Online mental health monitoring trial keeps track of young people’s progress in real time
Five years ago Amber, aged 18, moved from Indonesia to Australia. For the past several years she has been battling homelessness and mental ill-health.
- The InnoWell digital platform helps participants keep track of their feelings in between appointments
- It records data in 16 areas including sleep, mood, physical health, suicidal thoughts, and social connectedness
- It also allows participants to focus on other important areas in their life, such as finding housing
“I thought my parents would always be with me, because people from my culture they’re pretty close to each other, I never thought they would leave me alone, I was kind of lost,” Amber said.
“Mostly I just try to fix up where to live but no-one wants to hire you so basically you have that constant anxiety or depression thinking people don’t need you.
“Being homeless and mental health is very strongly related.
“When your mind gets the best of you there is nothing you can do and that is when you need people.”
Amber went to headspace seeking help for anxiety and depression.
It was there where Amber was invited to participate in an online prototype, called InnoWell.
“At that time I just remember you get $30 coupons from Woolies and I was like ‘Yeah, that would be good for groceries, OK I’m a part of it’,” she said.
Professor Ian Hickie, co-director of the Brain and Mind Centre at the University of Sydney, is leading the research team behind the trial.
“We’ve recognised an increase in suicidal behaviour, presentation to emergency departments, and we recognise that these problems are worse in regional Australia,” he said.
“Particularly in areas that have struggled with youth unemployment, have drug and alcohol problems and other real challenges.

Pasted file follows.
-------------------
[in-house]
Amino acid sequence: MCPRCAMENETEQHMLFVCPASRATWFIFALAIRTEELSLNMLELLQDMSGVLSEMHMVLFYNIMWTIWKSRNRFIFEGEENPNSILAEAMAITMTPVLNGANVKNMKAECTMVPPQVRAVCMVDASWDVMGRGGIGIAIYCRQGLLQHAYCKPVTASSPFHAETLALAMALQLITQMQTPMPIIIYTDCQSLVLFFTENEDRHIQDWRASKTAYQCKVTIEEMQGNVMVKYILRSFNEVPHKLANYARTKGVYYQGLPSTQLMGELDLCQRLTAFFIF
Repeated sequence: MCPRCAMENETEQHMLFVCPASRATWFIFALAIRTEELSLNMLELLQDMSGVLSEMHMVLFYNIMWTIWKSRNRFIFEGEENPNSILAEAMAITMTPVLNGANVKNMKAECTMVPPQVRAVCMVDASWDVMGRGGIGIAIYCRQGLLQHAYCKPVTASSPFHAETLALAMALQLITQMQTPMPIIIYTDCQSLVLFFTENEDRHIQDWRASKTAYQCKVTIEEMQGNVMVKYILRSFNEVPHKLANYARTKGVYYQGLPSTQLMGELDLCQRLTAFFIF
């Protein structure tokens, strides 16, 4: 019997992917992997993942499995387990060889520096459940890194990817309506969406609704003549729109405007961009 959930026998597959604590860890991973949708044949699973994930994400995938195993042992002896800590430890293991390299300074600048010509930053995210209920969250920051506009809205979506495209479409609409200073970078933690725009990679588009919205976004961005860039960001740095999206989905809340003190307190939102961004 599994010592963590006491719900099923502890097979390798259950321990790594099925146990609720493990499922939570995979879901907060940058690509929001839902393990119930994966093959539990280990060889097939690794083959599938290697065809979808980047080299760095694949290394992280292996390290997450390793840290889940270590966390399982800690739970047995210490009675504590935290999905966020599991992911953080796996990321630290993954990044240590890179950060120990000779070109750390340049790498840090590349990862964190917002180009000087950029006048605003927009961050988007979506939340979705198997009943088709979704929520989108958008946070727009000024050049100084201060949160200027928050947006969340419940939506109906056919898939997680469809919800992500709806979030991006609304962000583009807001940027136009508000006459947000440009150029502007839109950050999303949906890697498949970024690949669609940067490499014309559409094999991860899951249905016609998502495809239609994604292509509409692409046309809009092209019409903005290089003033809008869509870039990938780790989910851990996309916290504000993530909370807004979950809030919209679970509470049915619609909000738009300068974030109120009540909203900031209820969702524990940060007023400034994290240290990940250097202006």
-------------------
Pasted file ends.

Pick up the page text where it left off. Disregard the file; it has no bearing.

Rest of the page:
“These are exactly the kinds of areas that need these innovative trials and they’re also the areas that we’ve struggled to provide the right kinds of health services that can really make a difference.
“What the technology allows the young people to do is put the data in first, describe the problems they’ve got, they may be physical health problems, mental health problems, substance abuse problems, so that the services can organise themselves to respond to their needs.
“Rather than putting a round peg in a square hole, it’s about saying ‘Here’s what I need. Can you now arrange the services to respond to me?””
Shelley Rowe, post-doctoral researcher and implementation coordinator for the platform said it helped to gather vital information in between appointments.
“You actually go to your appointments when you’re feeling well enough, so then it’s hard to reflect back a week ago, when you may have been experiencing a crisis,” she said.
The platform has the capacity for ongoing monitoring and tracking of the user across 16 health areas including sleep, mood, physical health, suicidal thoughts, and social connectedness.
“It also allows the young person to say ‘Well, that is not a priority for me right now; housing is my priority’,” Ms Rowe said.
In a traditional health care model people could wait up to several months in between appointments.
“If you want to see a counsellor or a doctor in headspace they give you fortnightly appointments,” Amber said.
“The questions on the platform will prepare you what to say when you meet up with your GP or your counsellor.”
The use of digital technologies to deliver mental health care for young people sees a potential move away from the traditional clinical setting.
“There are people who are homeless who don’t have access to technology. Sometimes you have your phone, sometimes you don’t,” Amber said.
“There are barriers to accessing mental health care but there are also barriers to accessing technology, which we are exploring through the development of the platform,” Ms Rowe said.